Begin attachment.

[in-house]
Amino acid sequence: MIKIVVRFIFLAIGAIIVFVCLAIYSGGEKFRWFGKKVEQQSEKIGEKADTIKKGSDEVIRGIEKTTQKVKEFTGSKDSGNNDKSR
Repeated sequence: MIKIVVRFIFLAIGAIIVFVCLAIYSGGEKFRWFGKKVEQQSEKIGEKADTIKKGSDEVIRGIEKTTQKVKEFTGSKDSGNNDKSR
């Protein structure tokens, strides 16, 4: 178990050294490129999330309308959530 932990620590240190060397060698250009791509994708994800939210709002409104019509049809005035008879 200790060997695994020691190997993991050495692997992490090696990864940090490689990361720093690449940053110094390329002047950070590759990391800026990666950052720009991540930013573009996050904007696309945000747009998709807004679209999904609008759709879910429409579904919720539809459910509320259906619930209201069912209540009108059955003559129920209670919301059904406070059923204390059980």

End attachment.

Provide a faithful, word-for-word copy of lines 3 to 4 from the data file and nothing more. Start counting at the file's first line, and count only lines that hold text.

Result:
Repeated sequence: MIKIVVRFIFLAIGAIIVFVCLAIYSGGEKFRWFGKKVEQQSEKIGEKADTIKKGSDEVIRGIEKTTQKVKEFTGSKDSGNNDKSR
């Protein structure tokens, strides 16, 4: 178990050294490129999330309308959530 932990620590240190060397060698250009791509994708994800939210709002409104019509049809005035008879 200790060997695994020691190997993991050495692997992490090696990864940090490689990361720093690449940053110094390329002047950070590759990391800026990666950052720009991540930013573009996050904007696309945000747009998709807004679209999904609008759709879910429409579904919720539809459910509320259906619930209201069912209540009108059955003559129920209670919301059904406070059923204390059980």